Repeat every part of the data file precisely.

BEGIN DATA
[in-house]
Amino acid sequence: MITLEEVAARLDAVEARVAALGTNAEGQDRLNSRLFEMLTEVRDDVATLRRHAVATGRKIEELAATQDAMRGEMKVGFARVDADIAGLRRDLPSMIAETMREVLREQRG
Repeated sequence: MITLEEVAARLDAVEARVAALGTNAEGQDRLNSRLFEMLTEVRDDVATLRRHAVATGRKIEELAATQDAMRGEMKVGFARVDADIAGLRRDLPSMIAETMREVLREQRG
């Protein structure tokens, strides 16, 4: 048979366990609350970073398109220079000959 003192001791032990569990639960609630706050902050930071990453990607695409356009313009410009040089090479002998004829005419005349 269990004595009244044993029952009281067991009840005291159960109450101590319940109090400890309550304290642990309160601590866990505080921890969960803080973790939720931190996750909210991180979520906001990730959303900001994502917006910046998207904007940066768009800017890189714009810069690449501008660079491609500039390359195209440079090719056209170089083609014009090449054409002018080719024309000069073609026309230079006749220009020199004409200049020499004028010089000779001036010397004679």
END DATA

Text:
[in-house]
Amino acid sequence: MITLEEVAARLDAVEARVAALGTNAEGQDRLNSRLFEMLTEVRDDVATLRRHAVATGRKIEELAATQDAMRGEMKVGFARVDADIAGLRRDLPSMIAETMREVLREQRG
Repeated sequence: MITLEEVAARLDAVEARVAALGTNAEGQDRLNSRLFEMLTEVRDDVATLRRHAVATGRKIEELAATQDAMRGEMKVGFARVDADIAGLRRDLPSMIAETMREVLREQRG
């Protein structure tokens, strides 16, 4: 048979366990609350970073398109220079000959 003192001791032990569990639960609630706050902050930071990453990607695409356009313009410009040089090479002998004829005419005349 269990004595009244044993029952009281067991009840005291159960109450101590319940109090400890309550304290642990309160601590866990505080921890969960803080973790939720931190996750909210991180979520906001990730959303900001994502917006910046998207904007940066768009800017890189714009810069690449501008660079491609500039390359195209440079090719056209170089083609014009090449054409002018080719024309000069073609026309230079006749220009020199004409200049020499004028010089000779001036010397004679």